The acceleration numbers we pulled on the 2009 Challenger SE with its mandatory four-speed automatic transmission were as unimpressive as you would expect from a 3,819-pound car with a 250-hp engine. Zero to 60 takes 8.1 seconds. The SE eats up 16.1 seconds traveling through the quarter-mile.
Chevrolet is estimating that the V6 Camaro can get to 60 mph in 6.1 seconds and complete the quarter in 14.4 seconds. That's with either the standard six-speed manual or the optional six-speed automatic. Houlihan thinks that with final tweaking, his team will be able to get that figure down to 5.9 seconds to 60 mph. That's not going to be enough to beat a 350Z, but it would surely take down a Mazda RX-8.
Even accounting for the not exactly impartial source of this information, it's pretty clear the 2010 Chevrolet Camaro V6 will be quick enough to at least get a car enthusiast's attention.
Did You Feel That?
It wasn't as if Houlihan was going to let us strap our VBOX III testing gear to either of the prototypes, head off to the drag strip and pull some numbers on the thing. And our ass-calibration is not accurate enough to register differences measured in tenths of a second. But it felt good. It felt quick enough. The sound? Well, that was a bit of a different story.
We first noticed the sound when we were following the manual-transmission car out of GM's proving grounds in Milford, Michigan. On hard acceleration, the exhaust note sounded synthetic, like an old Pontiac V6 or even some Nissan V6s of the recent past. But the Camaro's voice was pitched even higher and tinnier. "Is that the, uh, final exhaust tuning on the V6?" we ventured without trying to sound too damning.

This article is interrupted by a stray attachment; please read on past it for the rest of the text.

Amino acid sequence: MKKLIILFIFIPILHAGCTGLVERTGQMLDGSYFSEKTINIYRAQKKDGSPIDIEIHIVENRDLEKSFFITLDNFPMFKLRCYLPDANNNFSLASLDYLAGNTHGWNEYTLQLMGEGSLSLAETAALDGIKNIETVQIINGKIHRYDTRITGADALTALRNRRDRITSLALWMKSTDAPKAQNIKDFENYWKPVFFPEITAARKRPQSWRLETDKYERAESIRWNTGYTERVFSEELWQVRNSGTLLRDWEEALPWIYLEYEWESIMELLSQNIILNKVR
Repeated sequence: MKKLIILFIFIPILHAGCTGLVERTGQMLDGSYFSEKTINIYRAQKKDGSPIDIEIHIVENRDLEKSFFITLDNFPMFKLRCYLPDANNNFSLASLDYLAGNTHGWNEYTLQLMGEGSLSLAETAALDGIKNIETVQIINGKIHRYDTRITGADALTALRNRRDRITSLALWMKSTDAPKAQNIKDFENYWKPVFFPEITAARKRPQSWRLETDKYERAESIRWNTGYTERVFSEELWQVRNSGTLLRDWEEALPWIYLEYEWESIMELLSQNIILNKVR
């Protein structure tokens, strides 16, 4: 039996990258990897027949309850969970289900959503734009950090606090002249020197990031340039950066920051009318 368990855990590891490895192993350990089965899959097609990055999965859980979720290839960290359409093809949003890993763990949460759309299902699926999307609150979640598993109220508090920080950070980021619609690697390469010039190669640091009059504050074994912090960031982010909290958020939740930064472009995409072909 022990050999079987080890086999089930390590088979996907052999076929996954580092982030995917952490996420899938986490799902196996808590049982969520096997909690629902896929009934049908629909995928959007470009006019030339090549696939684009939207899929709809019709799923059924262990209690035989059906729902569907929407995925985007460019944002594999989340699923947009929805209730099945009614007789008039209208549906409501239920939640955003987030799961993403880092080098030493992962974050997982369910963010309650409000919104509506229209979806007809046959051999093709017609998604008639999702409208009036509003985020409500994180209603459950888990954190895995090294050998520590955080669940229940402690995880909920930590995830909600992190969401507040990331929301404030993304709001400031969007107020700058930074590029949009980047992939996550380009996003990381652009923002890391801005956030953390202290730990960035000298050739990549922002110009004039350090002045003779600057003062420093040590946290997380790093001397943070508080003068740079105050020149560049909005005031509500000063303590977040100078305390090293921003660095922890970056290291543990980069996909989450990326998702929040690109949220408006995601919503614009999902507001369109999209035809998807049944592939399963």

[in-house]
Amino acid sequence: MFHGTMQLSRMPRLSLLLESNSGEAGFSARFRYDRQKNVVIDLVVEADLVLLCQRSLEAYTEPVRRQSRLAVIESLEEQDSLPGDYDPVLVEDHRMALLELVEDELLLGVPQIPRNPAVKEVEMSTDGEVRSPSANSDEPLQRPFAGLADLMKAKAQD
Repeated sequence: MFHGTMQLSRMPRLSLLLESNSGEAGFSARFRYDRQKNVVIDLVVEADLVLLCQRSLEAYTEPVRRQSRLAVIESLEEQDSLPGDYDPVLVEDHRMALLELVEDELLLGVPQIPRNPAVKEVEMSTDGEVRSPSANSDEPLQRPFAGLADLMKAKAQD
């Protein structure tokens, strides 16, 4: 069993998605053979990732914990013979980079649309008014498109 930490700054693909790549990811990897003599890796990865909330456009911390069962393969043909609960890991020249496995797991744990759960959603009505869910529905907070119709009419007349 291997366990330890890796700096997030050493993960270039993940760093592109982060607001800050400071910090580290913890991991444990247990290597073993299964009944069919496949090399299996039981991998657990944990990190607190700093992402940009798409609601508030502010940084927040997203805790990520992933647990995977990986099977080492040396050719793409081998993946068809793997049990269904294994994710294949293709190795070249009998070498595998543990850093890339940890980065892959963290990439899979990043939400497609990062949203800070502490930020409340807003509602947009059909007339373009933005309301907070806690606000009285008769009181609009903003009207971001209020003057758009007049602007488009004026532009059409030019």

Gene Stefanyshyn, the Camaro vehicle line executive who was riding on this leg with us, said, "We've just been talking about that. No, we'll be making some changes to that. It's too much, right?"
At about 3,740 pounds, the 2010 Chevrolet Camaro V6 is not a lightweight, but the 300 (or so) horses move its heft with relative ease. This is aided greatly by two reasonably good six-speed transmissions.
The automatic snaps off shifts quickly and smoothly. All autos come with a sequential-shift capability. The driver first puts the console-mounted shifter into the M gate and then shifts with buttons affixed to the top spokes of the steering wheel. The shifter does not toggle between gears; one must use the buttons on the steering wheel. This, according to Houlihan, is something of a cost-containment measure. Being able to shift from both the steering wheel and the shifter would add cost. (With the Camaro V6's projected starting price "in the low $20s," we're not able to swallow this rationalization.) Unfortunately, you cannot get a quick downshift if the shifter is still in Drive.
The manual transmission is the same Aisin six-speed gearbox used in the Cadillac CTS. It doesn't have quite the level of mechanical engagement that we might like, but the gates are easy to find and the action of the mechanism is light.